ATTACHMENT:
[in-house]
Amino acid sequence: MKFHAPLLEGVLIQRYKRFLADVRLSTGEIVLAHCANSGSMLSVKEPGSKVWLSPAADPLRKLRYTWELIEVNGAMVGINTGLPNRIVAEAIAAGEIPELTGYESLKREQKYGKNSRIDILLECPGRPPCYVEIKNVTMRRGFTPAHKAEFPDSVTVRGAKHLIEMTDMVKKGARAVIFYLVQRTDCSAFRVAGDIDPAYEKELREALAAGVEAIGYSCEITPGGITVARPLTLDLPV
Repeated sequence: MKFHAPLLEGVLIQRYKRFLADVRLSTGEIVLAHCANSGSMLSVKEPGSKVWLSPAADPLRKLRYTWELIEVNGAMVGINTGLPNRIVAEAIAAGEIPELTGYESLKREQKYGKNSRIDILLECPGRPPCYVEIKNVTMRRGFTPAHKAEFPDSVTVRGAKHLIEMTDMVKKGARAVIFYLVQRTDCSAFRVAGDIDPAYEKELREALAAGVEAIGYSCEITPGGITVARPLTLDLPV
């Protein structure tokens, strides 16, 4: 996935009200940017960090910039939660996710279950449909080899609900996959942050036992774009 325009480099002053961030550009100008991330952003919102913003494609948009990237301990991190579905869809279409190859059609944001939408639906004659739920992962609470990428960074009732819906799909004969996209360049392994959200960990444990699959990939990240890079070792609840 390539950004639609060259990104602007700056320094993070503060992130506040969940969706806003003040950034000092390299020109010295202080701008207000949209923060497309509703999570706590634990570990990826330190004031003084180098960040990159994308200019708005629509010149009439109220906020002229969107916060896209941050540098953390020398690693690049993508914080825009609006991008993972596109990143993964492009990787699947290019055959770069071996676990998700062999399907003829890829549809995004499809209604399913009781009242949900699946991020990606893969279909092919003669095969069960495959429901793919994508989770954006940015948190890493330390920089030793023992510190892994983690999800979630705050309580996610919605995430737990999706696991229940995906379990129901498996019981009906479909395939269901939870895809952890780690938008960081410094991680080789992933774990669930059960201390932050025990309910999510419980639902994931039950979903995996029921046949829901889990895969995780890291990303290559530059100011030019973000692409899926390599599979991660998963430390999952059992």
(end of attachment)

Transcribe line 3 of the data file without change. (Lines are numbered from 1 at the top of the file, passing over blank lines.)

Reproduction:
Repeated sequence: MKFHAPLLEGVLIQRYKRFLADVRLSTGEIVLAHCANSGSMLSVKEPGSKVWLSPAADPLRKLRYTWELIEVNGAMVGINTGLPNRIVAEAIAAGEIPELTGYESLKREQKYGKNSRIDILLECPGRPPCYVEIKNVTMRRGFTPAHKAEFPDSVTVRGAKHLIEMTDMVKKGARAVIFYLVQRTDCSAFRVAGDIDPAYEKELREALAAGVEAIGYSCEITPGGITVARPLTLDLPV